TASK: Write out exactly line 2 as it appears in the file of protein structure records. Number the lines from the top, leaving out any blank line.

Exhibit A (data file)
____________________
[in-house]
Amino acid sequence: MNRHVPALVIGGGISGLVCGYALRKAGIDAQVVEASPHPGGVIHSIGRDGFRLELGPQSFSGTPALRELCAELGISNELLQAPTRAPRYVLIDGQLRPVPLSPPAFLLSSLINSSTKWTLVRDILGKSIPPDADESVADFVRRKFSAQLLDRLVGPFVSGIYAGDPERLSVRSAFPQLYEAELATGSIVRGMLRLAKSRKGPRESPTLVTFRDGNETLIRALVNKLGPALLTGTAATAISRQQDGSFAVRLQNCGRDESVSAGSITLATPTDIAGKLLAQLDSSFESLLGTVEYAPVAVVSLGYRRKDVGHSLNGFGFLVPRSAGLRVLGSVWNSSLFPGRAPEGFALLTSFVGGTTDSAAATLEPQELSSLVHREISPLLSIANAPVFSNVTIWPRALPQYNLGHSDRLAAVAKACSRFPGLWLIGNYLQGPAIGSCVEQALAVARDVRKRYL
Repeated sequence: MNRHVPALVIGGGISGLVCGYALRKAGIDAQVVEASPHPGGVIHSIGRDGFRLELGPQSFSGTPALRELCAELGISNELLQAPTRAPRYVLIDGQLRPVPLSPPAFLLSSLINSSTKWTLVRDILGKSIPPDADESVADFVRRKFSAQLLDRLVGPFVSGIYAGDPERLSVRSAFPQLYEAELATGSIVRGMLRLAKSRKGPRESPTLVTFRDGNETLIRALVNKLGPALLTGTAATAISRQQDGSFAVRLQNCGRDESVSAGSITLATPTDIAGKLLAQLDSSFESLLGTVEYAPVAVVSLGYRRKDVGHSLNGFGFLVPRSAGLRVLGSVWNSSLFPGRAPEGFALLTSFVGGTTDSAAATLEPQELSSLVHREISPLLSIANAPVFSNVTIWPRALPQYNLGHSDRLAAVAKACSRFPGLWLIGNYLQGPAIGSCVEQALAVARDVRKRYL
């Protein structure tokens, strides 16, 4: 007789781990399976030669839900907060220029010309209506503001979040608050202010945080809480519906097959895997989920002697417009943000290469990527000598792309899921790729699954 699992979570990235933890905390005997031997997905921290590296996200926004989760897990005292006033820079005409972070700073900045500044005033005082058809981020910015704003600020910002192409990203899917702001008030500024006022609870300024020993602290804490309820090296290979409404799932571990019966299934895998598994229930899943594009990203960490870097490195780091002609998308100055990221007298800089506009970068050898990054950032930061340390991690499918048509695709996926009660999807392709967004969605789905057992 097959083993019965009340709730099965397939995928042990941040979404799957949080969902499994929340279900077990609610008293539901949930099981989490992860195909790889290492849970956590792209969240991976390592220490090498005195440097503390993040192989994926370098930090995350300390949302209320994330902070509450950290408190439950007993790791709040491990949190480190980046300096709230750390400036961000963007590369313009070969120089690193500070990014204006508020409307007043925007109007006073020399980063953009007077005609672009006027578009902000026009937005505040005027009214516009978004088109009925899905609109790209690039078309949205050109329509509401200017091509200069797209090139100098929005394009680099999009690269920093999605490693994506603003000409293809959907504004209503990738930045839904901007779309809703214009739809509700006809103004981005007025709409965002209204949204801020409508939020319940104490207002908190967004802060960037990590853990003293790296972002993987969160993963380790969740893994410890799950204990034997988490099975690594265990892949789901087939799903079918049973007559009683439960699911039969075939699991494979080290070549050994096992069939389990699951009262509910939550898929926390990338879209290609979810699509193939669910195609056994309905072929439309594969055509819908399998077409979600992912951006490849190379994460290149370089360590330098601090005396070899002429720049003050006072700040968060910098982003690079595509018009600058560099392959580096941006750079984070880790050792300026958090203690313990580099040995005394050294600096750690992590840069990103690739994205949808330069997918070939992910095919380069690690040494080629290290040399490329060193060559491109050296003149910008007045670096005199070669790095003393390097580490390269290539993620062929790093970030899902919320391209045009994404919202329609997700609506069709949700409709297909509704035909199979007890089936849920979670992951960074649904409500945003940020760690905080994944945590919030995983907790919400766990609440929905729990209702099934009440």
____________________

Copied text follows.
Amino acid sequence: MNRHVPALVIGGGISGLVCGYALRKAGIDAQVVEASPHPGGVIHSIGRDGFRLELGPQSFSGTPALRELCAELGISNELLQAPTRAPRYVLIDGQLRPVPLSPPAFLLSSLINSSTKWTLVRDILGKSIPPDADESVADFVRRKFSAQLLDRLVGPFVSGIYAGDPERLSVRSAFPQLYEAELATGSIVRGMLRLAKSRKGPRESPTLVTFRDGNETLIRALVNKLGPALLTGTAATAISRQQDGSFAVRLQNCGRDESVSAGSITLATPTDIAGKLLAQLDSSFESLLGTVEYAPVAVVSLGYRRKDVGHSLNGFGFLVPRSAGLRVLGSVWNSSLFPGRAPEGFALLTSFVGGTTDSAAATLEPQELSSLVHREISPLLSIANAPVFSNVTIWPRALPQYNLGHSDRLAAVAKACSRFPGLWLIGNYLQGPAIGSCVEQALAVARDVRKRYL